I’ve spent this week rehearsing the Big SAT Math Ideas with my students. Here’s a list of some of the most important.

Pass these last-minute refreshers along to any high-schooler you know taking the SAT on Saturday, May 1 (tomorrow!)

(And, take a look yourself and see how much you remember)

1. An integer is a whole number, including zero and the negatives. Fractions are not integers. Examples of integers: ….-3, -2, -1, 0, 1, 2, 3…
2. Figures on the SAT are drawn to scale unless they tell you otherwise. You can assume that segments that look equal are equal, angles are drawn to scale, etc.
3. You get the arithmetic mean (average) of a set of numbers by first adding the numbers together and then dividing that sum by however many numbers there were.
4. You get the median of a set of numbers by first putting the numbers in order from least to greatest and then locating the middle number; that’s the median. If there are two number in the middle, take their average (arithmetic mean); that will be your median.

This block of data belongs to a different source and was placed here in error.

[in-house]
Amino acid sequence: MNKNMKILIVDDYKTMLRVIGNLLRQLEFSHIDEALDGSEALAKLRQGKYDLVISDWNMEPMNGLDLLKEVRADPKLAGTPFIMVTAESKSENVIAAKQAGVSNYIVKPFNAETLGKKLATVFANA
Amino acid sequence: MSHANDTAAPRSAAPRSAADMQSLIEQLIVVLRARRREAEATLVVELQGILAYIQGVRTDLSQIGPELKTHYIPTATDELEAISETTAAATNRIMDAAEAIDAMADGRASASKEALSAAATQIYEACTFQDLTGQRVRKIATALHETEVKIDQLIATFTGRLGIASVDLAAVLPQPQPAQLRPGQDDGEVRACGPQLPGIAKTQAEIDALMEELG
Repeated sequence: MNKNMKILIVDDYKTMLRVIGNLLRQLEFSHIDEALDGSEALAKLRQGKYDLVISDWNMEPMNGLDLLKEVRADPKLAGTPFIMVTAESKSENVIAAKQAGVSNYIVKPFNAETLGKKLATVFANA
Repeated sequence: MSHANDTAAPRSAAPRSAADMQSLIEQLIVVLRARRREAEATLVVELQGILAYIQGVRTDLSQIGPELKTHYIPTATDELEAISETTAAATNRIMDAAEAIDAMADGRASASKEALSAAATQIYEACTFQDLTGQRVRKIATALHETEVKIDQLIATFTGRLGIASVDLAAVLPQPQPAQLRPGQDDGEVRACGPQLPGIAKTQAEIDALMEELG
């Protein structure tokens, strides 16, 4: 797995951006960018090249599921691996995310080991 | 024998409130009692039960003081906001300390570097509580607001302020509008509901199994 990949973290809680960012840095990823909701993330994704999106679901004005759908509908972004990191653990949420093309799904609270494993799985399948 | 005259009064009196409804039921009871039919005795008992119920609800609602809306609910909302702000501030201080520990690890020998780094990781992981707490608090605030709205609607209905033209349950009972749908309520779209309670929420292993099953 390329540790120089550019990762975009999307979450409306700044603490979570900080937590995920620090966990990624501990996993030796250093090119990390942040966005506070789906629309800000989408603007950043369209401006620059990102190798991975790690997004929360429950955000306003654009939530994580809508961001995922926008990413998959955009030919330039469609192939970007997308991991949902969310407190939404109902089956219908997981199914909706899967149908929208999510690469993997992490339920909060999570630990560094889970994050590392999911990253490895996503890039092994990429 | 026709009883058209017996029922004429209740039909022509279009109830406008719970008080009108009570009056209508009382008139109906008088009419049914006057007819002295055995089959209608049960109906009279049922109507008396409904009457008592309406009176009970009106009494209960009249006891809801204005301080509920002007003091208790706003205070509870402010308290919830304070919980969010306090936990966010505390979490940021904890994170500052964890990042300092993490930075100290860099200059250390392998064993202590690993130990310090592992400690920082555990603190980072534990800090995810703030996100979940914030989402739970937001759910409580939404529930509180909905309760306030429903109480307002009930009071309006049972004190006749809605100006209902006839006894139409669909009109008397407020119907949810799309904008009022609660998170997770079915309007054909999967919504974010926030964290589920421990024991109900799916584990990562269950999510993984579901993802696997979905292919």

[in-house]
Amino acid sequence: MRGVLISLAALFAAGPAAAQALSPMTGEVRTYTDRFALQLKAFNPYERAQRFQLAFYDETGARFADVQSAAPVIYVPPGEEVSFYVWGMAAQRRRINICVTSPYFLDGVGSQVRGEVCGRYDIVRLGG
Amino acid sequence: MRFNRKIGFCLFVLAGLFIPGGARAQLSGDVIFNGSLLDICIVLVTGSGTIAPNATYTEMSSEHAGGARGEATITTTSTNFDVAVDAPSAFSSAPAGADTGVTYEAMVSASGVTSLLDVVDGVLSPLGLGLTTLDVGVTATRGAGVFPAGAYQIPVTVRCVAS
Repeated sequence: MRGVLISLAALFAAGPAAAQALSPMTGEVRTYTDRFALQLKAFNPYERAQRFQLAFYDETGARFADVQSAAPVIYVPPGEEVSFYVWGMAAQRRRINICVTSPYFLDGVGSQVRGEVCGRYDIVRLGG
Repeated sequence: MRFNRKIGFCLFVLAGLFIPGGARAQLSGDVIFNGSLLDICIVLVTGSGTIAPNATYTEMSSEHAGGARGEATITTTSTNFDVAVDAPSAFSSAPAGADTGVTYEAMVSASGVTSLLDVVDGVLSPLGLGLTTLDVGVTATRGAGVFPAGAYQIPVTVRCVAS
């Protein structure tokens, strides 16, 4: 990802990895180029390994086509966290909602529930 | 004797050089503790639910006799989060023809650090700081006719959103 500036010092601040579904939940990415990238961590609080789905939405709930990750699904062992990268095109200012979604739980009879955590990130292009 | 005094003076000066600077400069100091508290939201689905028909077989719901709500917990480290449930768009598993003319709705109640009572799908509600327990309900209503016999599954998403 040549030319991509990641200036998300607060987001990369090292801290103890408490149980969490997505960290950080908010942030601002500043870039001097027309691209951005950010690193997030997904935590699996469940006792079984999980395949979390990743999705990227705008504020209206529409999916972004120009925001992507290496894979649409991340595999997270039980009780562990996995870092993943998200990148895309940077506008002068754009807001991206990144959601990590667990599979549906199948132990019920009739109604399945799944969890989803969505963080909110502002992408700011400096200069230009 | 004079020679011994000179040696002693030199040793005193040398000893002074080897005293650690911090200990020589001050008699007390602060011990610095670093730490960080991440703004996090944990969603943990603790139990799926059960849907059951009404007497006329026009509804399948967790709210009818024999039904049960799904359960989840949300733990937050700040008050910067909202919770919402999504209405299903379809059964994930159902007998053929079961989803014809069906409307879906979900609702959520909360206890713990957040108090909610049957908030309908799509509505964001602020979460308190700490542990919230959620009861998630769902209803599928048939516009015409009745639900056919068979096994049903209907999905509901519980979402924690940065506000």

5. Often you can use the answer choices to plug into the question and test for which one works. This is called “back-solving.”
6. Many right triangle questions call for Pythagorean Theorem (see photo).
7. Also remember Isosceles Triangle Theorem: If two sides of a triangle are equal, the opposite angles are also equal (see photo).
8. The x and y axis are sometimes called the rectangular coordinate system.
9. It’s often helpful to sketch the x and y axes and the lines or other figures in a coordinate geometry problem.
10. Parallel lines have equal slopes.

11. Perpendicular lines have slopes which are opposite reciprocals. One slope will be negative while the other is positive, and they are also reciprocals (see photo).
12. When a fraction is equal to another fraction (this is called a proportion), the cross-products are equal. (see photo).

Good luck! You’ll do fine!